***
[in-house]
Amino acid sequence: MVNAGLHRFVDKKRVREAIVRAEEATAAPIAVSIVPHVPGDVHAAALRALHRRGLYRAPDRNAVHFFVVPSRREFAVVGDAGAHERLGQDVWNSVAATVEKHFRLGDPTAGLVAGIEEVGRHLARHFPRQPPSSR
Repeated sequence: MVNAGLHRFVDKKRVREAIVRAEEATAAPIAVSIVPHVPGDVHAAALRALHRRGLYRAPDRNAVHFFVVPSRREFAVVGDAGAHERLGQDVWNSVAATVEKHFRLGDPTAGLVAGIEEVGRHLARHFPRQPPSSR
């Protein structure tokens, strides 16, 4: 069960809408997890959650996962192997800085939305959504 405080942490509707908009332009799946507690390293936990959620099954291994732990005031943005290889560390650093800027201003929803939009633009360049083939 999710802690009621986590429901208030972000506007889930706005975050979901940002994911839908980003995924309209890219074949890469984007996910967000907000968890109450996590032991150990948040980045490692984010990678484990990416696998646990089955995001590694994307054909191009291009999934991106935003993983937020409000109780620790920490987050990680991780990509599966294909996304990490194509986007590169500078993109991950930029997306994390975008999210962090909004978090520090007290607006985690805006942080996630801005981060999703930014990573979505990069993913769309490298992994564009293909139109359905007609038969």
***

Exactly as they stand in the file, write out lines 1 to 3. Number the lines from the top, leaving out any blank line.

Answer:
[in-house]
Amino acid sequence: MVNAGLHRFVDKKRVREAIVRAEEATAAPIAVSIVPHVPGDVHAAALRALHRRGLYRAPDRNAVHFFVVPSRREFAVVGDAGAHERLGQDVWNSVAATVEKHFRLGDPTAGLVAGIEEVGRHLARHFPRQPPSSR
Repeated sequence: MVNAGLHRFVDKKRVREAIVRAEEATAAPIAVSIVPHVPGDVHAAALRALHRRGLYRAPDRNAVHFFVVPSRREFAVVGDAGAHERLGQDVWNSVAATVEKHFRLGDPTAGLVAGIEEVGRHLARHFPRQPPSSR